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Oddo v. Union Pacific Railroad Co.

United States District Court, S.D. Texas, Houston Division

May 20, 2019




         Before the Court in this property dispute is Defendant Union Pacific Railroad Company's (“Union Pacific”) Motion for Summary Judgment (“Motion”) [Doc. # 54]. Plaintiffs filed a response, [1] and Union Pacific replied.[2] The Motion is ripe for decision. Based on the parties' briefing, relevant matters of record, and pertinent legal authority, the Court grants Union Pacific's Motion.[3]

         I. BACKGROUND

         This lawsuit is a property dispute between two landowners and Defendant Union Pacific.[4] The relevant properties are five adjacent tracts located in Seabrook, Texas. Of the five properties, three are owned by Plaintiff Stacey Oddo (the “Oddo Tracts”) and two are owned by Plaintiff John Burkland (the “Burkland Tracts”). Plaintiffs acquired all the relevant properties during and prior to 2007.[5]

         A single right-of-way, the Seabrook Industrial Lead, crosses all five properties. Ownership of the right-of-way has changed multiple times since it was conveyed in the 1890s. Most recently, Union Pacific acquired it in 1998. In August 2017, Union Pacific transferred its interest in the Seabrook Industrial Lead to the Texas Department of Transportation (“TXDOT”).

         Plaintiffs brought this lawsuit in Texas state court on September 16, 2017.[6]Union Pacific timely removed to federal court based on diversity jurisdiction on November 3, 2017.[7]

         In their Third Amended Complaint, Plaintiffs allege that Union Pacific lacked a valid interest in the right-of-way running over their properties to transfer to TXDOT.[8] Plaintiffs contend that the right-of-way through their properties was destroyed when one of Union Pacific's railroad predecessors demolished a railway station in contravention of the relevant right-of-way grants. Plaintiffs bring claims to quiet title and for declaratory judgment, seeking the right of way declared invalid and vesting full title in Plaintiffs.[9] Plaintiffs further assert a claim for trespass, alleging Union Pacific and its predecessors exceeded the permissible scope of the right-of-way by unlawfully granting underground easements to pipeline companies, and by granting leases or licenses to non-railroad third parties to occupy the surface of the easement.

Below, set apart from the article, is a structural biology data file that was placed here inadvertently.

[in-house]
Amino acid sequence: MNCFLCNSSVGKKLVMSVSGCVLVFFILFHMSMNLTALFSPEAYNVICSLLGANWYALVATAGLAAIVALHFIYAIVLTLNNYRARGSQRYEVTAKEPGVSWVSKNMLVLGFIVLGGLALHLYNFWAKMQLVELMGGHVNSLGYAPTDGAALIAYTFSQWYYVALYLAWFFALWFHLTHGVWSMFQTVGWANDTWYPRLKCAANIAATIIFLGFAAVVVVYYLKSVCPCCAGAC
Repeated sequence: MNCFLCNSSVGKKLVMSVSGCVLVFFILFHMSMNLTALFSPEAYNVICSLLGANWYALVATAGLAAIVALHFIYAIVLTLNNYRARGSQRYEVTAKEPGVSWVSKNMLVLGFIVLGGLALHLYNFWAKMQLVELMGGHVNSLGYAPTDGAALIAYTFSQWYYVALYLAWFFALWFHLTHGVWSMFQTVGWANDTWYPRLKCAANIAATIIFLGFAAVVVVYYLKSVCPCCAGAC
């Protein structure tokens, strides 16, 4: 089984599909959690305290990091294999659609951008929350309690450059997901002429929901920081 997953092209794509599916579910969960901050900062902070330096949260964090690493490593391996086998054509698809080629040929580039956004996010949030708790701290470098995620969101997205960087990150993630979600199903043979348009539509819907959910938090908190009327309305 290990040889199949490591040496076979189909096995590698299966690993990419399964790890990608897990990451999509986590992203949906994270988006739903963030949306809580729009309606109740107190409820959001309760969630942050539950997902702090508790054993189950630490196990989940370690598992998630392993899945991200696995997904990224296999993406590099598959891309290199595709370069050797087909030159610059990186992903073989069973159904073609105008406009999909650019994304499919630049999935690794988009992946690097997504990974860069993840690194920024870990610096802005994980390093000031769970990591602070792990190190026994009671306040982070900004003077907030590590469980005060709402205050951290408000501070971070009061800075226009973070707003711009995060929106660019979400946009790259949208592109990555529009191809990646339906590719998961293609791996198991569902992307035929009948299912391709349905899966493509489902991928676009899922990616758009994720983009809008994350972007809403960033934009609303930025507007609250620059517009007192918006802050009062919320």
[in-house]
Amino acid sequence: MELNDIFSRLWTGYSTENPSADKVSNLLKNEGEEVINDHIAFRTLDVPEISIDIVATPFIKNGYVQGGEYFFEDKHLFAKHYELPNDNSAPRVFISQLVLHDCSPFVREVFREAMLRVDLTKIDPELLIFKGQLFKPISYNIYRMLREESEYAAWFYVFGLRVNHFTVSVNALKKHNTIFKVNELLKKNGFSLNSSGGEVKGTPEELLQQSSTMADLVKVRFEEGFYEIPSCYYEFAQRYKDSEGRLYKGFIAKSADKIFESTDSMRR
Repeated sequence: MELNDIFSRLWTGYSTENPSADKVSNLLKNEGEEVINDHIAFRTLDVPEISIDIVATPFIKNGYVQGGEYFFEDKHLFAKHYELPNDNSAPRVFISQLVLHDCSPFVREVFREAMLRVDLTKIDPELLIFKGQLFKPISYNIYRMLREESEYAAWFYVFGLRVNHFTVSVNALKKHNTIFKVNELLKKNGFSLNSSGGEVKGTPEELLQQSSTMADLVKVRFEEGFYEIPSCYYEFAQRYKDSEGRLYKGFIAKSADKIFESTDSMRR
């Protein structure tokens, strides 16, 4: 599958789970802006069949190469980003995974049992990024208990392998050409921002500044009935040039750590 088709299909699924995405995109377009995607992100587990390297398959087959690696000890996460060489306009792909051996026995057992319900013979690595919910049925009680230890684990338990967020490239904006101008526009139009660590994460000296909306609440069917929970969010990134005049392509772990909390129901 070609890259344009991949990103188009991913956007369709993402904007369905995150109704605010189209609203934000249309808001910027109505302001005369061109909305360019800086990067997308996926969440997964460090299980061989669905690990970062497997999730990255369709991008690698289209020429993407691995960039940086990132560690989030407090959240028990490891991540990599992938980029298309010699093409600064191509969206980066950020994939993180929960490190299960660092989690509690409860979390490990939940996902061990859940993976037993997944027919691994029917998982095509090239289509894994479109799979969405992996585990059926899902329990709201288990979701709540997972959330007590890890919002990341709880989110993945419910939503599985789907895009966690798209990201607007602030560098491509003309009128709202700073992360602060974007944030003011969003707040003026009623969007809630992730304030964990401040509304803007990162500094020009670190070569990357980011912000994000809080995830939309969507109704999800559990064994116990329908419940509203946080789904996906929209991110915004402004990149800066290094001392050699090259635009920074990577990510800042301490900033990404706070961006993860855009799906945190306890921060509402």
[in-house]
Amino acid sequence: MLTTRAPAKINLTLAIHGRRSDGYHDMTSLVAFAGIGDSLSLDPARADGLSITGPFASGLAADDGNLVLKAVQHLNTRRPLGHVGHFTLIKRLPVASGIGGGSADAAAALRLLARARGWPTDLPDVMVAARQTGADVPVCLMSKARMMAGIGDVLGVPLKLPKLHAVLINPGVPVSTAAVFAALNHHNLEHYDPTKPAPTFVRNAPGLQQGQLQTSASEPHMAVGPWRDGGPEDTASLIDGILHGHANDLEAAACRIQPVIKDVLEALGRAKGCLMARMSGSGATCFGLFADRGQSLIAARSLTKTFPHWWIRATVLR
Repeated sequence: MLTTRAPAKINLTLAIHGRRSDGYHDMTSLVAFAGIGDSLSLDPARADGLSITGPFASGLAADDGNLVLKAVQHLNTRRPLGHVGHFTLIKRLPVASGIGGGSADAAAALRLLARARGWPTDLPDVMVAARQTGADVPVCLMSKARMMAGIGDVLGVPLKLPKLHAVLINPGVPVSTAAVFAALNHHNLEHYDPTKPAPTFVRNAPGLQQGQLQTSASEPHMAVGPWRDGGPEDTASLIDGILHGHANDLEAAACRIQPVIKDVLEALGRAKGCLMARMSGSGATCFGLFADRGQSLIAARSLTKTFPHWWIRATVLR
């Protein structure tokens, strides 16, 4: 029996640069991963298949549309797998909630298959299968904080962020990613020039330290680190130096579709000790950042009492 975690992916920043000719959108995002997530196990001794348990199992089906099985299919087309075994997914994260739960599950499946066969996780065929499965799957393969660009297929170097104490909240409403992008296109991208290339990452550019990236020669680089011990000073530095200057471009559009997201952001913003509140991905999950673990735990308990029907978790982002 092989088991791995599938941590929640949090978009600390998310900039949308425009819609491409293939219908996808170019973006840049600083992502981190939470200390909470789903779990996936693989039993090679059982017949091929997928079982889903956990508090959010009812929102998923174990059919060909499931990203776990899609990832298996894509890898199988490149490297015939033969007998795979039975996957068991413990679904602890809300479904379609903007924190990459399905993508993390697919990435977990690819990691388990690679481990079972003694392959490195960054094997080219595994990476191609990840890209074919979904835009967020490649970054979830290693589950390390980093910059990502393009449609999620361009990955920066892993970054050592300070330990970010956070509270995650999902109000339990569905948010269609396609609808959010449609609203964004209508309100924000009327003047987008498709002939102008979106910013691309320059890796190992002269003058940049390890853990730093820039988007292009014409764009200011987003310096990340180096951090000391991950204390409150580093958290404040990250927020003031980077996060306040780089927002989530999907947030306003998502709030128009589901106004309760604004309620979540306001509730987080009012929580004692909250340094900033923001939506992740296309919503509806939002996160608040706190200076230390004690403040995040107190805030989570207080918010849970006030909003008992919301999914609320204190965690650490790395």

On April 17, 2019, after the close of discovery, Union Pacific moved for summary judgment on Plaintiffs three claims.


         Under Federal Rule of Civil Procedure 56, “[a] party may move for summary judgment, identifying each claim or defense-or the part of each claim or defense-on which summary judgment is sought.” Fed.R.Civ.P. 56(a). Summary judgment on a claim or part of a claim is appropriate “if the movant shows that there is no genuine dispute as to any material fact and the movant is entitled to judgment as a matter of law.” Seacor Holdings, Inc. v. Commonwealth Ins. Co., 635 F.3d 675, 680 (5th Cir. 2011) (quoting Fed.R.Civ.P. 56(a)).

         A party asserting that certain facts cannot be genuinely disputed “has the initial responsibility of informing the court of the basis for its motion and identifying those portions of the pleadings and materials in the record, if any, which it believes demonstrate the absence of a genuine [dispute] of material fact.” See Deutsche Bank Nat'l Tr. Co. v. Cardona, No. 7:16-CV-448, 2017 WL 2999272, at *1 (S.D. Tex. Apr. 20, 2017) (citing Celotex Corp. v. Catrett, 477 U.S. 317, 323 (1986)). See also Fed. R. Civ. P. 56(c)(1). The moving party, however, “need not negate the elements of the nonmovant's case.” Coastal Agric. Supply, Inc. v. JP Morgan Chase Bank, N.A., 759 F.3d 498, 505 (5th Cir. 2014) (quoting Boudreaux v. Swift Transp. Co., 402 F.3d 536, 540 (5th Cir. 2005)). Instead, the moving party may meet its burden by pointing out “the absence of evidence supporting the nonmoving party's case.” Malacara v. Garber, 353 F.3d 393, 404 (5th Cir. 2003). If the moving party meets this initial burden, the burden shifts to the nonmovant to set forth specific facts showing the existence of a genuine issue for trial. See Brandon v. Sage Corp., 808 F.3d 266, 270 (5th Cir. 2015) (citing Bayle v. Allstate Ins. Co., 615 F.3d 350, 355 (5th Cir. 2010)). “The court need consider only the cited materials, but it may consider other materials in the record.” Fed.R.Civ.P. 56(c)(3).


         Union Pacific seeks summary judgment on Plaintiffs' three claims: (1) quiet title, (2) declaratory judgment, and (3) trespass. Union Pacific first argues the Court should reject Plaintiffs' attempt to have Union Pacific's right-of-way over Plaintiffs' properties declared invalid. Union Pacific contends that this attempt fails as a matter of law because the relevant right-of-way conveyances impose covenants, not conditions, whose breach cannot cause termination of the easements. Union Pacific further contends Plaintiffs' trespass claim is time barred because it was brought outside of the applicable two-year statute of limitations.

         Union Pacific's positions are persuasive. The Court therefore grants summary judgment on ...

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